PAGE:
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European stocks are trading higher this morning as inflation in the region came in at a weaker-than-expected 10% y/y. 10%! If that doesn’t sum things up for 2022, we don’t know what does. Economists were forecasting the headline number to come in at 10.4%, but with the m/m reading actually falling 0.1% in November, markets are rallying.
Futures here in the US are also higher on the positive inflation data out of Europe, but there’s still a lot of data on the calendar to contend with starting off with the November ADP Employment report which came in at a weaker-than-expected 127K (estimate 198K). The second read of Q3 GDP, Core PCE, and Personal Consumption will all be released at 8:30, and then at 10 AM, we’ll get the October report on Pending Home Sales. The 8:30 data was just released and came in mixed relative to expectations with GDP revised higher while PCE came in higher than expected. Besides all the economic data, Powell’s speech at the Brookings Institution at 1:30 is likely to be the biggest market mover of the day.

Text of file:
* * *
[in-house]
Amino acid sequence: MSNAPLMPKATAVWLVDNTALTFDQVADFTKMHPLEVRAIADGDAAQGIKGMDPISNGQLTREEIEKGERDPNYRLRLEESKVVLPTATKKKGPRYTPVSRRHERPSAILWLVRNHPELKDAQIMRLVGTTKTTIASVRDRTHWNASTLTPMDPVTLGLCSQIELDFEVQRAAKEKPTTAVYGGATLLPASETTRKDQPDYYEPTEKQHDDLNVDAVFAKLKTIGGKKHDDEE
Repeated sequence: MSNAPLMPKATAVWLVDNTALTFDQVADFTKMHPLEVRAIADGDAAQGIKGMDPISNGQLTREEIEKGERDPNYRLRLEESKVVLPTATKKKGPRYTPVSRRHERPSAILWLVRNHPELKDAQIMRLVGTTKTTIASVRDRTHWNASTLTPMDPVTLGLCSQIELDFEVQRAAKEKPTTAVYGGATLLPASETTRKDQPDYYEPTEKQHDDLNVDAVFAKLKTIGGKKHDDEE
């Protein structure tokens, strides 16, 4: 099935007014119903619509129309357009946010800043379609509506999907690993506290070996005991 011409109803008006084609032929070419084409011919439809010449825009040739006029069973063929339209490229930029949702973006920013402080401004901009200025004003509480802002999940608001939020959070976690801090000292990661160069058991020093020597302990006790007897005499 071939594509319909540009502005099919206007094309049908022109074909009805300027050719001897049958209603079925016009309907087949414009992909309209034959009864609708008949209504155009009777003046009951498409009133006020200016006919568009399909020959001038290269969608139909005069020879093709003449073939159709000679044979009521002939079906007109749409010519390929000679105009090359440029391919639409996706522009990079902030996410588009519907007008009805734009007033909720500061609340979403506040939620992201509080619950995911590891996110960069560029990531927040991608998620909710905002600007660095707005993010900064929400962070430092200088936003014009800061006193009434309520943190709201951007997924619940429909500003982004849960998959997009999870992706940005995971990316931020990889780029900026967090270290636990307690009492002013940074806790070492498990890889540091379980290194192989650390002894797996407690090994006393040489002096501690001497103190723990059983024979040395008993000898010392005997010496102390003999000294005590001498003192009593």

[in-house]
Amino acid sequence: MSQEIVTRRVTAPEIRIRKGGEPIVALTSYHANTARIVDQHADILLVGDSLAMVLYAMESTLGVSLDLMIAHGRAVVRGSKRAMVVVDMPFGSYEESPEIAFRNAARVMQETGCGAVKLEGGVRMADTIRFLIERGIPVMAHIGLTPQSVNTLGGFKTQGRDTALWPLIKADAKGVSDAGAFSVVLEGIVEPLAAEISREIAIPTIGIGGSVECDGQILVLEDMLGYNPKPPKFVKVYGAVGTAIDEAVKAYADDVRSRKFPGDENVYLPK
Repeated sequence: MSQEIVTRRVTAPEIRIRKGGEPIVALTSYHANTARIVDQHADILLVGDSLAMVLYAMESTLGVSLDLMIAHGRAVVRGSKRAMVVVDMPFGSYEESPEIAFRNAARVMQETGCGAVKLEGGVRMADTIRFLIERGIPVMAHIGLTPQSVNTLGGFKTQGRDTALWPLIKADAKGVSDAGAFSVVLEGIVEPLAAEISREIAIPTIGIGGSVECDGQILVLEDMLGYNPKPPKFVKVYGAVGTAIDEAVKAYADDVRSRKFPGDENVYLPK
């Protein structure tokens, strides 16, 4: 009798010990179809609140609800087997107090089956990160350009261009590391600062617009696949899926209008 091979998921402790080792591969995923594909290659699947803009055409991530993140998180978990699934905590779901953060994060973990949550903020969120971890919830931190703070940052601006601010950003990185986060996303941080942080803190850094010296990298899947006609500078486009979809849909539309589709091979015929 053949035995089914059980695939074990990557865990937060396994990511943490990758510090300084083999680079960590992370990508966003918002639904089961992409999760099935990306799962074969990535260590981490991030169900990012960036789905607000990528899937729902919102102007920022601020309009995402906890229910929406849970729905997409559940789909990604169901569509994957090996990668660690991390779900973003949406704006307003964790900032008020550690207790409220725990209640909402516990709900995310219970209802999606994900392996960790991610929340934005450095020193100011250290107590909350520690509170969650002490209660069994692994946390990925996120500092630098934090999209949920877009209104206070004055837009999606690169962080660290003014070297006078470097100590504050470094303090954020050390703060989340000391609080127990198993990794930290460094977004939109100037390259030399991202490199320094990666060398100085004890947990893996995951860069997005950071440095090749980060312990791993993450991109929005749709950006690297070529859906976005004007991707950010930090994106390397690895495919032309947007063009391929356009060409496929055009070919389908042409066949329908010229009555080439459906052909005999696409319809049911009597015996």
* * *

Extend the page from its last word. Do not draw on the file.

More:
While US stocks are set to end the month of November with modest gains, stocks in Hong Kong have been on a tear as the benchmark Hang Seng index rallied an astonishing 26.62% for its largest monthly gain since October 1998 and just its ninth monthly gain of 25% or more since 1970. As great as this month’s rally in Hong Kong stocks sounds, we would note that since the end of August, the index is still down nearly 7%, and YTD it’s down over 20%. Again, these performance numbers are after you factor in November’s rally. The S&P 500 may only be up 2% this month, but since the end of August, it is actually up fractionally, and YTD it’s not down as much as the Hang Seng.
You’ve likely heard the phrase that big market moves tend to occur during bear markets but in the case of the Hang Seng and monster moves, that hasn’t entirely been the case. The chart below shows Hong Kong’s benchmark index going back to 1970 with red dots indicating every time the index moved 25% or more in a month. Looking at the chart, more of these moves actually tended to occur in the later stages of bull market runs or early on in a rally. What is unique about November’s move is that it is only the second time that the index rallied 25%+ but was still down over the trailing three months. The only other time that occurred was in January 1975 when the Hang Seng rallied more than 28% but was still down nearly 2% over the last three months. It’s a sample size of one, but bulls wouldn’t mind if history repeated itself.
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